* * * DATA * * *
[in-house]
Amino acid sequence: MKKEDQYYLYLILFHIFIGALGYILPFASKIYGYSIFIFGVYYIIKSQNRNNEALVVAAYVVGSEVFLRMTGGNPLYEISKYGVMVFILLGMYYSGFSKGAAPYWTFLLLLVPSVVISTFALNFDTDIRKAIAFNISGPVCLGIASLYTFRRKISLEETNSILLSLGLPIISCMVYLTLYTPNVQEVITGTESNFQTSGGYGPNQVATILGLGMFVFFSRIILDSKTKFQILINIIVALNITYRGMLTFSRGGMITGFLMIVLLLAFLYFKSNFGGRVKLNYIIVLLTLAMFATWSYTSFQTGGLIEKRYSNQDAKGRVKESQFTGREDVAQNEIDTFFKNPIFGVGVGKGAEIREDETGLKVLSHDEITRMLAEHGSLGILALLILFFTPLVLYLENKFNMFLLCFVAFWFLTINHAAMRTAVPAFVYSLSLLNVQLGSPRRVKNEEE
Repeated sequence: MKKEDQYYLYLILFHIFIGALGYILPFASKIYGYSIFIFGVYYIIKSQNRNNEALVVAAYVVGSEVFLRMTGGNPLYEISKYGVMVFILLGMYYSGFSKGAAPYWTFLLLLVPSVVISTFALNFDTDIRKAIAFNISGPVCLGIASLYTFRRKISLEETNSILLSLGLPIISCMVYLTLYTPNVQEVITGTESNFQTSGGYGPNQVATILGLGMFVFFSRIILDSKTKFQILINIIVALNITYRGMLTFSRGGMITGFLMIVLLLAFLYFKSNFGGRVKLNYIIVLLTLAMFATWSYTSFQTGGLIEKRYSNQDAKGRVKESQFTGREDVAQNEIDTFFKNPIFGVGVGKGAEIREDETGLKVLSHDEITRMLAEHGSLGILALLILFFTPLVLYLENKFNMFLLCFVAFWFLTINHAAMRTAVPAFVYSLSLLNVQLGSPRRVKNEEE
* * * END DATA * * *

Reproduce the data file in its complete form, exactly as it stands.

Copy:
[in-house]
Amino acid sequence: MKKEDQYYLYLILFHIFIGALGYILPFASKIYGYSIFIFGVYYIIKSQNRNNEALVVAAYVVGSEVFLRMTGGNPLYEISKYGVMVFILLGMYYSGFSKGAAPYWTFLLLLVPSVVISTFALNFDTDIRKAIAFNISGPVCLGIASLYTFRRKISLEETNSILLSLGLPIISCMVYLTLYTPNVQEVITGTESNFQTSGGYGPNQVATILGLGMFVFFSRIILDSKTKFQILINIIVALNITYRGMLTFSRGGMITGFLMIVLLLAFLYFKSNFGGRVKLNYIIVLLTLAMFATWSYTSFQTGGLIEKRYSNQDAKGRVKESQFTGREDVAQNEIDTFFKNPIFGVGVGKGAEIREDETGLKVLSHDEITRMLAEHGSLGILALLILFFTPLVLYLENKFNMFLLCFVAFWFLTINHAAMRTAVPAFVYSLSLLNVQLGSPRRVKNEEE
Repeated sequence: MKKEDQYYLYLILFHIFIGALGYILPFASKIYGYSIFIFGVYYIIKSQNRNNEALVVAAYVVGSEVFLRMTGGNPLYEISKYGVMVFILLGMYYSGFSKGAAPYWTFLLLLVPSVVISTFALNFDTDIRKAIAFNISGPVCLGIASLYTFRRKISLEETNSILLSLGLPIISCMVYLTLYTPNVQEVITGTESNFQTSGGYGPNQVATILGLGMFVFFSRIILDSKTKFQILINIIVALNITYRGMLTFSRGGMITGFLMIVLLLAFLYFKSNFGGRVKLNYIIVLLTLAMFATWSYTSFQTGGLIEKRYSNQDAKGRVKESQFTGREDVAQNEIDTFFKNPIFGVGVGKGAEIREDETGLKVLSHDEITRMLAEHGSLGILALLILFFTPLVLYLENKFNMFLLCFVAFWFLTINHAAMRTAVPAFVYSLSLLNVQLGSPRRVKNEEE